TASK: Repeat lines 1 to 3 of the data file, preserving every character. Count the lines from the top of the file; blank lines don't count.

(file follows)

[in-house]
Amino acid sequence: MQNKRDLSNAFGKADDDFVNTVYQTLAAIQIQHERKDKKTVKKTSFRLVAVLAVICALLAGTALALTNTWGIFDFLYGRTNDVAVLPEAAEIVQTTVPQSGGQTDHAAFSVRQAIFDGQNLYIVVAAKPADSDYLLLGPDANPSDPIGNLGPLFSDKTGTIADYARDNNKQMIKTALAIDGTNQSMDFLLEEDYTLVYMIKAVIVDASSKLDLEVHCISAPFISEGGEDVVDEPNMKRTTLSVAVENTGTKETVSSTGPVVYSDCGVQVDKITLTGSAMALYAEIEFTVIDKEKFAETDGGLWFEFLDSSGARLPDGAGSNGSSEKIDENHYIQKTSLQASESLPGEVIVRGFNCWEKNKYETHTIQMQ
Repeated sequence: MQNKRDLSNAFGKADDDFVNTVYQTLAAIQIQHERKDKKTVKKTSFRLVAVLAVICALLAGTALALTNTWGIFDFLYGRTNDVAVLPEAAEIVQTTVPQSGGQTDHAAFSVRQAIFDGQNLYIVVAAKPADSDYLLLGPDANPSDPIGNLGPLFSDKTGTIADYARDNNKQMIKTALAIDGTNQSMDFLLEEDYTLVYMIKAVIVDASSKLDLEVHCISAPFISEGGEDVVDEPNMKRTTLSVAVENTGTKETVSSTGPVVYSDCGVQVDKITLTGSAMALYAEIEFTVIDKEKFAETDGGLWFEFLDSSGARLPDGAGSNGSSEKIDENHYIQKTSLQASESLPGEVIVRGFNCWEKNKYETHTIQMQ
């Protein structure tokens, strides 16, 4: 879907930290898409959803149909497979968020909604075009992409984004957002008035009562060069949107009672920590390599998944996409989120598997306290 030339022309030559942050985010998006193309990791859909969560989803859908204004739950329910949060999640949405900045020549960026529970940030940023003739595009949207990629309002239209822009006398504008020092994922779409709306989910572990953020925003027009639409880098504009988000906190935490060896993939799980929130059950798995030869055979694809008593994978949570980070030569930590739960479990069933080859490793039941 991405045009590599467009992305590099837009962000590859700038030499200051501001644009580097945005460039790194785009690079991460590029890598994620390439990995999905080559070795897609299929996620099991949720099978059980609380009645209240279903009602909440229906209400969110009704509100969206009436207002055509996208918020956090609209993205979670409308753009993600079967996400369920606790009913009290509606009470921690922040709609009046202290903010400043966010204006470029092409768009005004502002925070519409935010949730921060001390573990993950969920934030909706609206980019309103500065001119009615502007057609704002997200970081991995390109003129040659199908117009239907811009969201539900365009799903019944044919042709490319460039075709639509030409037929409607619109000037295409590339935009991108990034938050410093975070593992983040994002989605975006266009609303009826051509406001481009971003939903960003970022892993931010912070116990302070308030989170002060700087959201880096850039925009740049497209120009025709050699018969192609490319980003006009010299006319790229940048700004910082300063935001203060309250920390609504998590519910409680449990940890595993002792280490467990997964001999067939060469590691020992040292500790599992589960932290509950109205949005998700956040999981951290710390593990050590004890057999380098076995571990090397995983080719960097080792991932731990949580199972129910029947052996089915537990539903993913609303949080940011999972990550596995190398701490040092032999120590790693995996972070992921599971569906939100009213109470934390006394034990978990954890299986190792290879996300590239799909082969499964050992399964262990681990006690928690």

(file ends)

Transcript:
[in-house]
Amino acid sequence: MQNKRDLSNAFGKADDDFVNTVYQTLAAIQIQHERKDKKTVKKTSFRLVAVLAVICALLAGTALALTNTWGIFDFLYGRTNDVAVLPEAAEIVQTTVPQSGGQTDHAAFSVRQAIFDGQNLYIVVAAKPADSDYLLLGPDANPSDPIGNLGPLFSDKTGTIADYARDNNKQMIKTALAIDGTNQSMDFLLEEDYTLVYMIKAVIVDASSKLDLEVHCISAPFISEGGEDVVDEPNMKRTTLSVAVENTGTKETVSSTGPVVYSDCGVQVDKITLTGSAMALYAEIEFTVIDKEKFAETDGGLWFEFLDSSGARLPDGAGSNGSSEKIDENHYIQKTSLQASESLPGEVIVRGFNCWEKNKYETHTIQMQ
Repeated sequence: MQNKRDLSNAFGKADDDFVNTVYQTLAAIQIQHERKDKKTVKKTSFRLVAVLAVICALLAGTALALTNTWGIFDFLYGRTNDVAVLPEAAEIVQTTVPQSGGQTDHAAFSVRQAIFDGQNLYIVVAAKPADSDYLLLGPDANPSDPIGNLGPLFSDKTGTIADYARDNNKQMIKTALAIDGTNQSMDFLLEEDYTLVYMIKAVIVDASSKLDLEVHCISAPFISEGGEDVVDEPNMKRTTLSVAVENTGTKETVSSTGPVVYSDCGVQVDKITLTGSAMALYAEIEFTVIDKEKFAETDGGLWFEFLDSSGARLPDGAGSNGSSEKIDENHYIQKTSLQASESLPGEVIVRGFNCWEKNKYETHTIQMQ